Katie Trautz & the Tall Boys, Katie Trautz & the Tall Boys | Album Review | Seven Days | Vermont's Independent Voice

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Katie Trautz & the Tall Boys, Katie Trautz & the Tall Boys

Album Review


Published March 28, 2012 at 9:55 a.m.


(Last Kind Word Records, CD)

The last we heard of Montpelier’s Katie Trautz, she was lending her voice and fiddle to the remarkable sophomore effort from Wooden Dinosaur, Spaces. That record, released earlier this year, represented a stylistic shift for Dinosaur toward early country and honky-tonk, filtered through a prism of art rock and indie folk. At the tail end of that recording — and while hunkering down in a Brattleboro studio as Tropical Storm Irene howled outside — Trautz recorded an EP with her own band, the Tall Boys. That self-titled debut, while not an extension of Spaces, shares certain familial traits — and a few band members. Katie Trautz & the Tall Boys is subtly rendered early honky-tonk, with shades of pop and chamber folk. Short and sweet, this gem presents Trautz as a unique and compelling voice among Vermont songwriters.

And how about that voice? Local folk fans are likely familiar with Trautz from her work in the acoustic duo Mayfly. And she has a few lovely lead-vocal turns on both Wooden Dinosaur records. In the spotlight by herself, Trautz reveals nuance and depth. She’s not a flashy singer. She approaches singing the way she does the fiddle: with a subdued directness, creating a sound that’s beautiful in its simplicity. Her clear, light tones on album opener “Gold Watch and Chain” seem as much a part of the sonic tapestry as Asa Brosius’ swooning pedal steel or Nate Gusakov’s loping banjo.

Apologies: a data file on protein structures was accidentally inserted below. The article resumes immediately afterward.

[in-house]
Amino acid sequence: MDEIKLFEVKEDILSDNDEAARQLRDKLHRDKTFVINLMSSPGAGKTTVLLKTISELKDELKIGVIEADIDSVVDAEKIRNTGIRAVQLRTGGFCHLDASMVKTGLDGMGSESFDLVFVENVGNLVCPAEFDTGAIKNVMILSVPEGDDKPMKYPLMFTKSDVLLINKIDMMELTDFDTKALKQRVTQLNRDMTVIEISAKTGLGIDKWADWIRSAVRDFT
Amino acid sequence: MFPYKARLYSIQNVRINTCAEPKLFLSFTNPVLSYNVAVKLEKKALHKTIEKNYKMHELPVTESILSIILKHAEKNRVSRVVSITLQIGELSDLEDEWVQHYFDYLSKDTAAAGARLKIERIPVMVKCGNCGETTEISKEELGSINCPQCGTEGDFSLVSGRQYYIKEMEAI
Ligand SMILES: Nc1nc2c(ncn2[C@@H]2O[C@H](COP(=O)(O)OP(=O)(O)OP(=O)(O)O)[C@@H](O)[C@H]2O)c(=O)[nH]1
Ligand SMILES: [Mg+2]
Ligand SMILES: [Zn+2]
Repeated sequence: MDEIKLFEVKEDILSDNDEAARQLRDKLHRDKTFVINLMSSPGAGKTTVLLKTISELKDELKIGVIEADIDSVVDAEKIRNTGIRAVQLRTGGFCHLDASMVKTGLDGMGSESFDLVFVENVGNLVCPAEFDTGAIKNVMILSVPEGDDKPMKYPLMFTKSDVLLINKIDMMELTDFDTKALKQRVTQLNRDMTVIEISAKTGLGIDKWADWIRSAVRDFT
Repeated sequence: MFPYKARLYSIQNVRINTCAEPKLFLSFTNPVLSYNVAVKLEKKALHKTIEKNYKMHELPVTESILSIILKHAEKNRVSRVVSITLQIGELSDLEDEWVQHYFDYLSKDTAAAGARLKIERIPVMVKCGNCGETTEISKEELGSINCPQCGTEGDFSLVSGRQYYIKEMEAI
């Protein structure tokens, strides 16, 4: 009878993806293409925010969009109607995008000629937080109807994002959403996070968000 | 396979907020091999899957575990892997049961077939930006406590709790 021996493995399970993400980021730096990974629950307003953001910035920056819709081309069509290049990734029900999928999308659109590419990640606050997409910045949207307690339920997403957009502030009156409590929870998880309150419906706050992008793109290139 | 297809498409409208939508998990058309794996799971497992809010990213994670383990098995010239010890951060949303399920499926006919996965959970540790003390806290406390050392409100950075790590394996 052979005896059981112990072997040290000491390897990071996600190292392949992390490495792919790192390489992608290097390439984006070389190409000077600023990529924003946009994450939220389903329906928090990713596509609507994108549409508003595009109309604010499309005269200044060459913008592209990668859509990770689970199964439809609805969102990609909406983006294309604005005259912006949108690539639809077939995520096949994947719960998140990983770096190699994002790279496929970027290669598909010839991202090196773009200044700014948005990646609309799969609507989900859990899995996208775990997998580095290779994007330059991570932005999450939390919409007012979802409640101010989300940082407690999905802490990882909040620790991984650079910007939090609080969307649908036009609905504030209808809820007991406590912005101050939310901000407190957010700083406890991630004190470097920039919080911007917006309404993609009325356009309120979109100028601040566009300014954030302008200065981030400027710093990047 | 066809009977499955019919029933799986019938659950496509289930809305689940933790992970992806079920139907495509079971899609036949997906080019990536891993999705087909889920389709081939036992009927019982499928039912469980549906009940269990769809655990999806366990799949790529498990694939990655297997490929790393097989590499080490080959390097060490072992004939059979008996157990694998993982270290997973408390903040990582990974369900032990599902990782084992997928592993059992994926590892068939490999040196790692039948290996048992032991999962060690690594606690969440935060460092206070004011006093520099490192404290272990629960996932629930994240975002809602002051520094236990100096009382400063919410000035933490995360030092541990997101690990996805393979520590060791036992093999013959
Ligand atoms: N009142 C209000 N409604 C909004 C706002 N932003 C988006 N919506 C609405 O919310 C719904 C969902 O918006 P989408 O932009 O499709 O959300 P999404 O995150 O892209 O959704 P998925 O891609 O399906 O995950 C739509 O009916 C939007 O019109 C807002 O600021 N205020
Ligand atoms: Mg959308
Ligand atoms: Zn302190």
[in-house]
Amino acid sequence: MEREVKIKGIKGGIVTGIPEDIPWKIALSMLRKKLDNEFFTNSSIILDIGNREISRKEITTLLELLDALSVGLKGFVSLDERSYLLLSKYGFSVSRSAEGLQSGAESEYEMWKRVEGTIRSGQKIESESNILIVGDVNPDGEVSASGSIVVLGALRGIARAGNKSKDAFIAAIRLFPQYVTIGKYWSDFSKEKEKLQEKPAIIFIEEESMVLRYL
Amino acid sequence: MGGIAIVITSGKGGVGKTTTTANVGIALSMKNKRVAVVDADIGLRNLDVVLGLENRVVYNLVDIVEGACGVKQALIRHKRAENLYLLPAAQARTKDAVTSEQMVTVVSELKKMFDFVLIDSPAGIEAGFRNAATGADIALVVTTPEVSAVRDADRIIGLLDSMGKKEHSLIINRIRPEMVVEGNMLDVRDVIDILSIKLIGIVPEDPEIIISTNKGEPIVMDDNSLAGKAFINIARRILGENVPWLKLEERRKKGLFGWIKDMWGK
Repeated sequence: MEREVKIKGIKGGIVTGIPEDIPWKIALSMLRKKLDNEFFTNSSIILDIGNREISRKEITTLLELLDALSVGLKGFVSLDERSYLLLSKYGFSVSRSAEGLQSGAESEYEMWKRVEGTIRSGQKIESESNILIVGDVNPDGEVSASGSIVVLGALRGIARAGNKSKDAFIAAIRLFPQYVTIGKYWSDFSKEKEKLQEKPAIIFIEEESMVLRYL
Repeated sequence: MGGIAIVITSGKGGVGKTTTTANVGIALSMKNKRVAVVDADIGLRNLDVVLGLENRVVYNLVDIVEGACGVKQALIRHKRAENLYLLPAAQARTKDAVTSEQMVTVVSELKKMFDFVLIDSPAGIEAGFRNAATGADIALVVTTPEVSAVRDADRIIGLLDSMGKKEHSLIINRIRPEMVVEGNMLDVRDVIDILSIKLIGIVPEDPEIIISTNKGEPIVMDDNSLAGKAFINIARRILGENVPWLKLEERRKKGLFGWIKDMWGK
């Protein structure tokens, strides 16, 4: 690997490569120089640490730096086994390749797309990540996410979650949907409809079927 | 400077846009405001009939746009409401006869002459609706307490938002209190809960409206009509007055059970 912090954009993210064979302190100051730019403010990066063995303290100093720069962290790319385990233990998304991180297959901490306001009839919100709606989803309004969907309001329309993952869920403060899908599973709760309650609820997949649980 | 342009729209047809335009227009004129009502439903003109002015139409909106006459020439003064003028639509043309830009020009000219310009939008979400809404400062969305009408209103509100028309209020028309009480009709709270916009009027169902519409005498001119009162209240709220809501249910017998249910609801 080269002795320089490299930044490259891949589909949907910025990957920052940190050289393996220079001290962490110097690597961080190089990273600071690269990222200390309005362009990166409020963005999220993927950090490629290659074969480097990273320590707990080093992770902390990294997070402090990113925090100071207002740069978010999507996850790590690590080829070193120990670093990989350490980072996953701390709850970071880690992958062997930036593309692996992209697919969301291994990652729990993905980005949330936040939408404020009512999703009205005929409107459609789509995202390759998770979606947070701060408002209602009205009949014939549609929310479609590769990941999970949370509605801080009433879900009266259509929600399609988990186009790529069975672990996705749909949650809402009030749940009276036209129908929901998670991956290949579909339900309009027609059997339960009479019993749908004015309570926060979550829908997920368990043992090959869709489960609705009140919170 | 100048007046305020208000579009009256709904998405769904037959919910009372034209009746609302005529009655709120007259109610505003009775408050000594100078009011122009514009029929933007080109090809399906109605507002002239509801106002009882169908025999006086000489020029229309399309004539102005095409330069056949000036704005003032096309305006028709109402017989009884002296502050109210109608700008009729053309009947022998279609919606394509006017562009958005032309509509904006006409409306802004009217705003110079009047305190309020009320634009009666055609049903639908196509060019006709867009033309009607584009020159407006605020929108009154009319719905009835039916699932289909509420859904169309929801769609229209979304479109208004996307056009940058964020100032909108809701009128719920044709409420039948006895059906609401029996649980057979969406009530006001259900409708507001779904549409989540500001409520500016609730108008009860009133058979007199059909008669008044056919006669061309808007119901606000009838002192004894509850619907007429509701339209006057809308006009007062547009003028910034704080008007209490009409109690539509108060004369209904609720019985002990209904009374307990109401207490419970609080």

That’s not to say Trautz lacks guile or the ability to command attention. On the ballad “Caught,” she deepens the song’s melancholy with vocal cracks as she switches, almost yodels, between her chest and head voices. The effect lends her words a heaviness, accenting the vulnerability implicit in her tender, girlish croon.

Wooden Dinosaur bandmate Michael Roberts provides ballast on backing vocals and adds nifty electric-guitar flourishes throughout. The symmetry between Trautz and Roberts, so prominent on the Dinosaur records, is equally paramount here. It’s fleshed out by Gusakov’s sturdy baritone, especially on the reworked traditional “In the Pines” — most often associated with Lead Belly or Bill Monroe and, later, Nirvana. The trio puts a cool touch on an already chilling tune.

Katie Trautz & the Tall Boys closes on “We Don’t Ask,” which, with its central finger-picked fiddle melody, evokes Andrew Bird. That is until it blooms into harmony-driven folk rock at the chorus, then gently resolves into dovetailing “oohs” over Noah Hahn’s lithely bowed bass. It’s a fitting close to a delicately charming and subtly impressive record.

Katie Trautz & the Tall Boys play Radio Bean in Burlington this Friday, March 30.